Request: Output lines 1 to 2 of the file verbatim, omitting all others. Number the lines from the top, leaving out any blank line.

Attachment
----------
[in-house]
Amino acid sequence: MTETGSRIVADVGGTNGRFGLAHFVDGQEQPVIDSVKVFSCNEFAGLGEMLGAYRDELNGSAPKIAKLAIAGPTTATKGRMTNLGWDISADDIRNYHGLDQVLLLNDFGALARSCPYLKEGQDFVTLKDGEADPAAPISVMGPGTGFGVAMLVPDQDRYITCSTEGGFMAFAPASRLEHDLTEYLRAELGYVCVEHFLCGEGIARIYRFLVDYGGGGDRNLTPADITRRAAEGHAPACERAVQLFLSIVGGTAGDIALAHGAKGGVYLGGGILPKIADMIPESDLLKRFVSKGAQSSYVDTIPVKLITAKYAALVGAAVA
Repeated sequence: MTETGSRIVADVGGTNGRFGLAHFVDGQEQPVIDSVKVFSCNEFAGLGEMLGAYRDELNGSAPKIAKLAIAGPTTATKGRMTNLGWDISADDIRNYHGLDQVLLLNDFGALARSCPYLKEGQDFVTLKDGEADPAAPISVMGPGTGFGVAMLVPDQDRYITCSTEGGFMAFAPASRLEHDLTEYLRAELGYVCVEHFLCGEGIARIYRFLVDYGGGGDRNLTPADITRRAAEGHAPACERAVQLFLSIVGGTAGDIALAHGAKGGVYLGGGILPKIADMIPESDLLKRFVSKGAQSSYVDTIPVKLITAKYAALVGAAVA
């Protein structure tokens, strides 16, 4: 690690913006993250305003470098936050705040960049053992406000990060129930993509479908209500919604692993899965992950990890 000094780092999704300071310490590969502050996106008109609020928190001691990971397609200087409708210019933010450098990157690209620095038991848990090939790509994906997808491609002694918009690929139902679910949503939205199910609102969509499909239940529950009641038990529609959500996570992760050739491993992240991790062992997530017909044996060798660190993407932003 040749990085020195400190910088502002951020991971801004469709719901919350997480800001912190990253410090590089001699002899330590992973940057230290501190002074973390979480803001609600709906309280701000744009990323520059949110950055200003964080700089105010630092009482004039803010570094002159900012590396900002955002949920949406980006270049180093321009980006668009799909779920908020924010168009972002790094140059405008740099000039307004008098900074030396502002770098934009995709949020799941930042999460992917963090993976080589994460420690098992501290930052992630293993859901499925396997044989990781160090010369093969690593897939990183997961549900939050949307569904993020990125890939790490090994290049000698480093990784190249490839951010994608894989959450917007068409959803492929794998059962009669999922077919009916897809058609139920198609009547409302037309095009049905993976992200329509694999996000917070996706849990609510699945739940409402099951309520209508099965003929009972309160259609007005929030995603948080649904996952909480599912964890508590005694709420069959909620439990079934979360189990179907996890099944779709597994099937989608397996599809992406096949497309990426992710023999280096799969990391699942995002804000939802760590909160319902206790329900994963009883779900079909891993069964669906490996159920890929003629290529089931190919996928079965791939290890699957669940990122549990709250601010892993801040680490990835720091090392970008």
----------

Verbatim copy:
[in-house]
Amino acid sequence: MTETGSRIVADVGGTNGRFGLAHFVDGQEQPVIDSVKVFSCNEFAGLGEMLGAYRDELNGSAPKIAKLAIAGPTTATKGRMTNLGWDISADDIRNYHGLDQVLLLNDFGALARSCPYLKEGQDFVTLKDGEADPAAPISVMGPGTGFGVAMLVPDQDRYITCSTEGGFMAFAPASRLEHDLTEYLRAELGYVCVEHFLCGEGIARIYRFLVDYGGGGDRNLTPADITRRAAEGHAPACERAVQLFLSIVGGTAGDIALAHGAKGGVYLGGGILPKIADMIPESDLLKRFVSKGAQSSYVDTIPVKLITAKYAALVGAAVA